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LOT 0461

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Medieval Type XIIIA Variant Double-Handed Sword

Mid-late 14th century AD

An iron longsword of Oakeshott's Type XIIIA. 10 or 13 (Oakeshott, 1991, pp. 105-106), the cross style a variant of 2, pommel type K; a two handed sword showing a round bevelled pommel and a straight guard with square-section quillons; the double-edged blade showing a short marked groove extending for only a third of its length; a cone-shaped roundel is visible between the pommel and the flattened end of the tang; some evidence of fighting, although both sides are well preserved in their complex. 1.6 kg, 1.11m (43 3/4"). Fine condition. Rare.

From an important private family collection of arms and armour; acquired on the European art market in the 1980s, and thence by descent; believed originally from near Dresden, Germany; accompanied by an academic report by military specialist Dr Raffaele D'Amato.

See Oakeshott, E. The sword in the Age of the Chivalry, Woodbridge, 1964 (1994); Oakeshott, E. Records of the Medieval Sword, Woodbridge, 1991; Oakeshott, E., Sword in hand, London, 2001; Gilliot, C., Weapons and Armours, Bayeux, 2008.

This sword, belonging to the type of 'Grand espée d'Allemagne', or sword of war, is similar to a German work recently published by Gilliot (2008, p.122). It introduces to the typologies of swords used in the two-hand fighting. Swords of such dimensions in fact, may legitimately be considered as two-handed. In numerous inventories, literary references, wills of 13th and 14th centuries, it is clearly described the function and the employment of such swords. The famous chronicles of Froissart, who described the tremendous period of the Hundred Years War (Chronicles of England, France and Spain) gives a vivid and lively (and not absolutely fictional) account of the use of such weapons during the first part of the war, between 1340 AD and the end of the 14th century, so describing a militant churchman, a certain Canon de Robesart, in 1358: "...il tenoit une espée a deux mains, dont il donnoit les horions si grande que nul les osoit attendre.... (he held a sword of two hands, with which he gaves strokes so great that none dared faced them). The Grete swerd of type XIIIa could be used with two hands, and according to Oakeshott the 14th century twahandswerd was just an extra-large Grete swerd of this typology (Oakeshott, 2001, pp.96 ff.). Also another important document of this period, the Chronicle of Du Guesclin said that "...Olivier Manny le fere tellement d'une espée à ll mains, qui tranchoit roidement (Olivier de Manny struck in such a way with a two-hand sword, which sliced keenly)...' Last but not least the mentions of such swords is clearly reported in the legal documents, acts of will and donatives of the period, like for example the will of Sir John Depedene, which contains in 1402 the mention of 'Unum gladium ornatus cum argento et: J. Twahandswerd', i.e. of a 'one sword decorated with silver and one two hand sword'. The double hand sword is illustrated in famous manuscripts, like the Tenison Psalter of 1284, where a miles (knight) covered by a great helm is brandishing with two hands a sword of type XIIIa (Oakeshott, 2001, p.98). According to Oakeshott there is a basic distinction between the 'Grete Sword' and the Twahandswerd. When we think about it we have on mind the enormous two-handed swords, distinctively shaped and highly specialised, of XVI century. But they were instead just a variant - maybe determined with a longer grip which made easier the two hands fight - of the usual great German war sword. This statement must be examined in detail. In the literature of the late 13th and early 14th centuries we find many references to these 'espées de guerre', 'Grant espées', 'Grete Swerdes', and so on. In art of the same period we find many portrayals of very large swords of Type XIIIa, and there are a considerable number of survivors. In the late 13th and the 14th finds and literature we find many references to such 'espées de guerre', 'Grant espées', 'Grete Swerdes', and so on. At the same time the art of these two centuries provided the better iconography of them. The references to 'Grete Swerdes' do not, I believe, indicate two-hand swords, for these are always described as such, as 'espées a deux mains'' or 'Twahandswerds', and need not be confused with the sword of war. The two-hander of the 13th-15th centuries was not, as in the 16th, a specialised form of weapon; it was just a larger specimen.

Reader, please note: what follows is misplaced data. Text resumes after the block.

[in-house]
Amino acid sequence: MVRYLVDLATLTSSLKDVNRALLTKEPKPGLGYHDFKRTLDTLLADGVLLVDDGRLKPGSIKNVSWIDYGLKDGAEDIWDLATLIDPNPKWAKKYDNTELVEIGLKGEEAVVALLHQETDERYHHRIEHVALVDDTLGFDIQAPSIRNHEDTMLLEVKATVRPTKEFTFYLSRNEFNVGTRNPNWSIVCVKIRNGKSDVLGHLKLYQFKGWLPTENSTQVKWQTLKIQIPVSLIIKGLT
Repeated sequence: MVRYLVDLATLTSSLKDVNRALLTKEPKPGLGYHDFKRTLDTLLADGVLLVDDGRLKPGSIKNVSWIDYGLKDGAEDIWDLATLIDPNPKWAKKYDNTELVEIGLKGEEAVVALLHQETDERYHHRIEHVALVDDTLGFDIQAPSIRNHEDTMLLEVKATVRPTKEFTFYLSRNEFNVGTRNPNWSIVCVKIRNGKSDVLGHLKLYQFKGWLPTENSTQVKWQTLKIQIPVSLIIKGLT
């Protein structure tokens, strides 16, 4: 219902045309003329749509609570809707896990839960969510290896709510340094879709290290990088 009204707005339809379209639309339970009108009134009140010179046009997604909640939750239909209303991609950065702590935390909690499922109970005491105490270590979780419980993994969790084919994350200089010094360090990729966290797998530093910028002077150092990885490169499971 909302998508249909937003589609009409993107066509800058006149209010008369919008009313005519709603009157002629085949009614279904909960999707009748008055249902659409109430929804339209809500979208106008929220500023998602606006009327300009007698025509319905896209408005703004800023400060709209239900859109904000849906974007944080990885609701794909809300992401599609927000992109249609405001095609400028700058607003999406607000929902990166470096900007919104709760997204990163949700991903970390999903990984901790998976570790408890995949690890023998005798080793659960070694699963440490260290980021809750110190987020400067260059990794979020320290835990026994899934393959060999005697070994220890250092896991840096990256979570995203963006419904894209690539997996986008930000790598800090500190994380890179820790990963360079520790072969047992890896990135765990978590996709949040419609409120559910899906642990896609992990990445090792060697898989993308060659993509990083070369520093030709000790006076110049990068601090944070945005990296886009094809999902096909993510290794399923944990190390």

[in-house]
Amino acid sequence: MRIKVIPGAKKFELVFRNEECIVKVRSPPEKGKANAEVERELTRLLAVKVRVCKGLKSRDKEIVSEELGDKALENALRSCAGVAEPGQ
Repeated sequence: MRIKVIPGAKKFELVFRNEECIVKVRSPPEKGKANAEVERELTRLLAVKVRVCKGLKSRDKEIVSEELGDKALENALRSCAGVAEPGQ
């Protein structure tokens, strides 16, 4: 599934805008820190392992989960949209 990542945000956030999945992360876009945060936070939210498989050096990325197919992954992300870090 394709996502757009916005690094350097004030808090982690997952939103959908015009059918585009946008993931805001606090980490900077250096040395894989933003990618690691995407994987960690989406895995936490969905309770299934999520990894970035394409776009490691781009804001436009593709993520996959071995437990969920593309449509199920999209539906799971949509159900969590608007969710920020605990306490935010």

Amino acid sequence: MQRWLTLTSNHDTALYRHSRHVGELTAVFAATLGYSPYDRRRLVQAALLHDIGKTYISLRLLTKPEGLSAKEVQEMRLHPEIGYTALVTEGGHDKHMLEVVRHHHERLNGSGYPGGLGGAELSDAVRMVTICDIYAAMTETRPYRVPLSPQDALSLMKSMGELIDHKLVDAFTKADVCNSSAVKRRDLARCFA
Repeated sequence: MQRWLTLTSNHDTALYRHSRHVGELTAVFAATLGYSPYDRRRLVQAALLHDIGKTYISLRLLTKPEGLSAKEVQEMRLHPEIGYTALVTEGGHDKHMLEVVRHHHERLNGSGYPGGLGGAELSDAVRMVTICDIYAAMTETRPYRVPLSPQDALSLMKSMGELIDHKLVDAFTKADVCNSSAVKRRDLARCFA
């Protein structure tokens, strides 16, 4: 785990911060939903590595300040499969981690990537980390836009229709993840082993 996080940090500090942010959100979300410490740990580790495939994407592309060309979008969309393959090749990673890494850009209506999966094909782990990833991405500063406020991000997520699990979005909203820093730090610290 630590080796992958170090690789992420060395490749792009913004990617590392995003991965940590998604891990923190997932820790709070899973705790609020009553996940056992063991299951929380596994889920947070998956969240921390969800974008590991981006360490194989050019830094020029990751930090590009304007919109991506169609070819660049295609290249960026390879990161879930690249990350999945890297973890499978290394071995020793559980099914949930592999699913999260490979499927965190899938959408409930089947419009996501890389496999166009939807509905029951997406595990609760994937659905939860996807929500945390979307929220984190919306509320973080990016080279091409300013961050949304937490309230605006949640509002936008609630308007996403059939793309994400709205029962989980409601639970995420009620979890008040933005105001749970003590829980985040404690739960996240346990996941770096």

Most probably our specimen is coming from a battlefield or, most probably, a river find. The piece is in excellent condition. The swords of type XIII, to which such specimen belongs, have the following characteristics, well resumed by Oakeshott in his work of 1964 (p.91): A broad blade, nearly as wide at the tip as at the hilt. Most examples show a distinct widening immediately below the hilt, thereafter the edges run with an imperceptible taper to a spatulate point. The fuller generally occupies a little more than half of the blade's length. The grip is long in proportion to the blade—average length 6". The tang may be flat and broad, tapering sharply in its upper half towards the pommel, or it may be of a thick rectangular or square section, giving the appearance of being thin and stalk-like when seen in elevation. The pommel may be of any type, though on most surviving specimens Types D, E and I are the most common (the developed late Brazil-nut forms or the so-called 'wheel' form). The cross is generally straight, though there are a few curved examples. The variant XIIIa, to which our specimen belongs, is generally the same shape as the simple Type XIII, only much larger. The blade, of similar form, is generally from 37" to 40" long, while the grip ranges from 6½" to 9" in length.

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